Many anglers do not understand how fragile this bait is. If you have a bait tank onboard that is suitable for shad you will want to have the drain running drain plug out and fill on constantly or at very least on timer. Do NOT forget to clean the screen on the filter frequently. You will want to do this for the first hour after catching the shad. After that keep your aerator on timer and once an hour repeat the full procedure.

Hooking Shad, There are three good ways to hook shad! First is nose hooking, take the hook and run it through the upper jaw through the nose {be sure not to hook the bottom jaw} you want them to breath and swim naturally. This type of hooking allows the shad to do what it wants and swim naturally.

Next is Anus hooking them, You hook them just like it says directly above the butthole. This method will cause the shad to swim down and near the bottom. The problem is it puts a lot of stress on the shad and they are only good for about 5 minutes at most, so be ready to change them frequently. It is not a good option if you are limited in bait in the tank.

Lastly is tail hooking them! You actually do not hook them in the tail but between the dorsal fin and the tail. A good rule of thumb is hooking them where the threadfin stops and just below the back bone. This will cause them to run away from the boat, you will need to play out line to allow them to keep running. When the shad stops running keep your reel in free spool and let the shad swim. I have had them live fine for 15 minutes no problem but as soon as you start reeling them in you stress them bad, So if you reel them in change them out.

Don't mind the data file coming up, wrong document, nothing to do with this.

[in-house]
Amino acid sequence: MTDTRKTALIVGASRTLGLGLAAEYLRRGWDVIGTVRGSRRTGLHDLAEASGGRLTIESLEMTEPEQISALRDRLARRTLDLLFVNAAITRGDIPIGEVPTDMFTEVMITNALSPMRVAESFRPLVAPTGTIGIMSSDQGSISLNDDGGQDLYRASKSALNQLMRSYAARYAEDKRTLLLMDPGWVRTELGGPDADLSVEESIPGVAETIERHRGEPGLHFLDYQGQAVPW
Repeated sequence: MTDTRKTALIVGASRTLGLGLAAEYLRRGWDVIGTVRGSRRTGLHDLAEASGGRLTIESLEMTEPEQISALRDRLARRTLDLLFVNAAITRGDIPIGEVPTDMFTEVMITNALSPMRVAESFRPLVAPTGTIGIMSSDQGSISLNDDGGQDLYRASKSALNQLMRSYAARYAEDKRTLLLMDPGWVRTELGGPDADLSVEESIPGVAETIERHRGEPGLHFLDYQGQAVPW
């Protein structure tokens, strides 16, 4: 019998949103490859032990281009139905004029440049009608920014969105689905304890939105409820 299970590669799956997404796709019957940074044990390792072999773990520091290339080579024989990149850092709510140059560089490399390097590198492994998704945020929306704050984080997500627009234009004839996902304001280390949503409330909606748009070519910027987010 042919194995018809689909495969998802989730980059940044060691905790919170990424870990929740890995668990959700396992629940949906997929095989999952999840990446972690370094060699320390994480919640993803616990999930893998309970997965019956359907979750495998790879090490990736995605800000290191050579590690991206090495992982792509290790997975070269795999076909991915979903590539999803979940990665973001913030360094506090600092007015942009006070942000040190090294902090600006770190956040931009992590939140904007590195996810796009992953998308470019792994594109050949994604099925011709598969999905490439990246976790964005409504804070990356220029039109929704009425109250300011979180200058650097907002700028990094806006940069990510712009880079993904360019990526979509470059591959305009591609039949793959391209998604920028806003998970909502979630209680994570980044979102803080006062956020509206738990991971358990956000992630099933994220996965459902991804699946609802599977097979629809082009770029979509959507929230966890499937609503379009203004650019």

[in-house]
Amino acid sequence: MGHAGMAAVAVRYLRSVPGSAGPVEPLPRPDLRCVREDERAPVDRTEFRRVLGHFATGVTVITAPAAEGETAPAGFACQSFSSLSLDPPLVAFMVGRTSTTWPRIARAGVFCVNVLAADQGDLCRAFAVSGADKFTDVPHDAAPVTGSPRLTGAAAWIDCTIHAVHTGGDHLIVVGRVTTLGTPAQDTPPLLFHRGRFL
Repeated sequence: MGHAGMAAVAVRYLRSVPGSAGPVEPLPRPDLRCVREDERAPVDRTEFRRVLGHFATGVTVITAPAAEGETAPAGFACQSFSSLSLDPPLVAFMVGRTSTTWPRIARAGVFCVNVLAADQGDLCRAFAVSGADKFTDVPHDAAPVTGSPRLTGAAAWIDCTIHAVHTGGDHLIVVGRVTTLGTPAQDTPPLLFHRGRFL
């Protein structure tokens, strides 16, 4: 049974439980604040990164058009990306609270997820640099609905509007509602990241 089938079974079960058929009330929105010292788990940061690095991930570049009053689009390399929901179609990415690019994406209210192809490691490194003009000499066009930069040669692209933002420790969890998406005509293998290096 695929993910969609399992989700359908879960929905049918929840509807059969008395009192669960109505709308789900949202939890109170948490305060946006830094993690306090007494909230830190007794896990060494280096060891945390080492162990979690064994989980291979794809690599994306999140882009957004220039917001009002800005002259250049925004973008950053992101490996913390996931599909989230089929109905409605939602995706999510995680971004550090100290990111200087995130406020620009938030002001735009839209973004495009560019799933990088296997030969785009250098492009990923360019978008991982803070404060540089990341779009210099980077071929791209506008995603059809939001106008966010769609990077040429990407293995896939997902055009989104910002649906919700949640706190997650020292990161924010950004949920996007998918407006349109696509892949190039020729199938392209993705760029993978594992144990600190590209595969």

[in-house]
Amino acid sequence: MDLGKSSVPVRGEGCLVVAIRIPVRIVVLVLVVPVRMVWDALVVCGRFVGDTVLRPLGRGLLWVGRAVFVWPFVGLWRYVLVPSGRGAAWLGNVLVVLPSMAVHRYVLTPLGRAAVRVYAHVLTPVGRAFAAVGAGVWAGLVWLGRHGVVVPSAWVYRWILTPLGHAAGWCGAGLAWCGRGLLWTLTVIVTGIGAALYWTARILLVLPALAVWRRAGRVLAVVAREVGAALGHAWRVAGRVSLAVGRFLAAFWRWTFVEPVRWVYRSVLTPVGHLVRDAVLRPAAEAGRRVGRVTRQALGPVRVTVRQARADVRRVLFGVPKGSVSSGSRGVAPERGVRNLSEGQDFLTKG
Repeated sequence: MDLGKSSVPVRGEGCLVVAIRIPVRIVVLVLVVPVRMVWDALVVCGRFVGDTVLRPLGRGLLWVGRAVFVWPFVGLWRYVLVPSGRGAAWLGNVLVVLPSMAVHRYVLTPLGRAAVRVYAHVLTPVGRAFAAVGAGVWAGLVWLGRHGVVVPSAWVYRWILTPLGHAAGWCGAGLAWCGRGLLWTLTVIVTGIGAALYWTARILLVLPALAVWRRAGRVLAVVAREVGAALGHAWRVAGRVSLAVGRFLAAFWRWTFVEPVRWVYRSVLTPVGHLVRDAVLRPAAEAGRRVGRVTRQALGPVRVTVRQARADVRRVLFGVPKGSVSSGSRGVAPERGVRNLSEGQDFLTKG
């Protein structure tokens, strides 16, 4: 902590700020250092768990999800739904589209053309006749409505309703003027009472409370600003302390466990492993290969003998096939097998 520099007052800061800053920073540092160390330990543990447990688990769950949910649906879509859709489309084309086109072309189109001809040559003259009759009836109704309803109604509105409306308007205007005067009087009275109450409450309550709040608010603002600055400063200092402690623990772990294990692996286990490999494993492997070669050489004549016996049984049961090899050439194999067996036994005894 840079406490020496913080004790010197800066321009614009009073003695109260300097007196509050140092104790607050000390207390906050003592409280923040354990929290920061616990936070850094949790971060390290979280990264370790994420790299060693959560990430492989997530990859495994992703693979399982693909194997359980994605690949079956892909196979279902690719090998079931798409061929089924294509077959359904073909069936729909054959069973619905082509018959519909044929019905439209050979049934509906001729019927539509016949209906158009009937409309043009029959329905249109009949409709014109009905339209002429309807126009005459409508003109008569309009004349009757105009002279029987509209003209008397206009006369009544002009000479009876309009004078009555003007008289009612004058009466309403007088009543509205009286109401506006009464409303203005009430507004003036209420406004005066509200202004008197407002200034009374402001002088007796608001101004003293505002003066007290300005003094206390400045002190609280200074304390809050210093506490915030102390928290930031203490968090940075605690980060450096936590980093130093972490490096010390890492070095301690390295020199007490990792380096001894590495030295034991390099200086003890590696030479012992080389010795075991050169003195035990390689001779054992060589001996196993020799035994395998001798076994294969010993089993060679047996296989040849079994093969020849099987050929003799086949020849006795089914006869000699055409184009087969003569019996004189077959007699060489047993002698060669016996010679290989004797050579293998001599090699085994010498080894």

Hook size’s are where I see more anglers make mistakes then anyplace else. The smallest possible hook size the better, For shad under 3’’ the best hook size is a #4 and for shad from 3’’ to 6’’ a 1/0 hook is perfect for nose hooking and a 3/0 for Tail or Anus hooking. These give the shad the best movement and least amount of stress and are perfectly capable of handling a big fish. I have personally caught Tarpon over 150pnds on a 3/0 hook.

Line is another factor. If you want natural looking bait then use the lightest line possible, I prefer Fluorocarbon line myself, 12lbs is perfect for most freshwater fish for fly lining (hook only to line no weight) and 20lbs Fluorocarbon for Bait that has a weight above it.

In summer I suggest adding ice to the bait tank to keep the temperature down. This has a negative aspect to it as most bagged ice or made at home has additives in it that can harm shad, to counter this deadly problem simply purchase SHAD KEEPER at your local bait or sporting goods store, it removes these harmful additives and also controls ammonia from the shad.

Finally do not discard dead shad! Put them in a bucket and if the fish start surface feeding toss out the dead bait to them and keep them feeding ( know your local laws on chumming before doing this though) This can also be deadly productive on getting deep fish to turn on and come up.